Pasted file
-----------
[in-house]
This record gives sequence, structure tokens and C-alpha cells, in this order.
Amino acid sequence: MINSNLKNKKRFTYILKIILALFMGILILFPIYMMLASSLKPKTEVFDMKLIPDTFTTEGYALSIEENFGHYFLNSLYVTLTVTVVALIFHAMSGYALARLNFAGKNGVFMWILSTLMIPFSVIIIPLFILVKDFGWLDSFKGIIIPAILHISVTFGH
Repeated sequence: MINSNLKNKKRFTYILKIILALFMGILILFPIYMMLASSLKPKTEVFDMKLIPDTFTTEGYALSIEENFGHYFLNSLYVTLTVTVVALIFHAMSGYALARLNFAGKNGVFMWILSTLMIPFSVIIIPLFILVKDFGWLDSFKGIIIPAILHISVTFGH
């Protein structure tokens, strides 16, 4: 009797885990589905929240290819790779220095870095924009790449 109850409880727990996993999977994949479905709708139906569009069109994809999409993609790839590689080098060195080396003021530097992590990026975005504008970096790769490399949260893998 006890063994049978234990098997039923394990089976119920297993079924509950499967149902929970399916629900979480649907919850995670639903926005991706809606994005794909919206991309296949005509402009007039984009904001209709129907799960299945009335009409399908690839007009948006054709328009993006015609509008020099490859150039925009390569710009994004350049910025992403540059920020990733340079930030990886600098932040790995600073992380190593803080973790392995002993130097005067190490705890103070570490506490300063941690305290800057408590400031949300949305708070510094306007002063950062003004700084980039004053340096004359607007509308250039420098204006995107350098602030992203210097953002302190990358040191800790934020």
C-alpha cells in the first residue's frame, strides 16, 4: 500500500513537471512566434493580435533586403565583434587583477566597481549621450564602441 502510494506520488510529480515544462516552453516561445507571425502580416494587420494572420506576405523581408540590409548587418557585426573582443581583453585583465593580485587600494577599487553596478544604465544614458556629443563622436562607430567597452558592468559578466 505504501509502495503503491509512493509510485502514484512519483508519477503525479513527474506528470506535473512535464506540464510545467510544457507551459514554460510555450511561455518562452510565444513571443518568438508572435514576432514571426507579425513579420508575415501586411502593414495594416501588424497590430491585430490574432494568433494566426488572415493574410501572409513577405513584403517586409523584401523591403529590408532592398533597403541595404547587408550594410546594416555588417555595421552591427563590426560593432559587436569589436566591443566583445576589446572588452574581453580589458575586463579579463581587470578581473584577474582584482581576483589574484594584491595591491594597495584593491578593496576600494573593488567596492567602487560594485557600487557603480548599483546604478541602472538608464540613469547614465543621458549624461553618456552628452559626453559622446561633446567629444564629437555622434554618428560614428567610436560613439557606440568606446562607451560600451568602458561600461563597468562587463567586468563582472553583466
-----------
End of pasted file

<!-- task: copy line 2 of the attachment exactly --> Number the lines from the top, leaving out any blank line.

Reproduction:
This record gives sequence, structure tokens and C-alpha cells, in this order.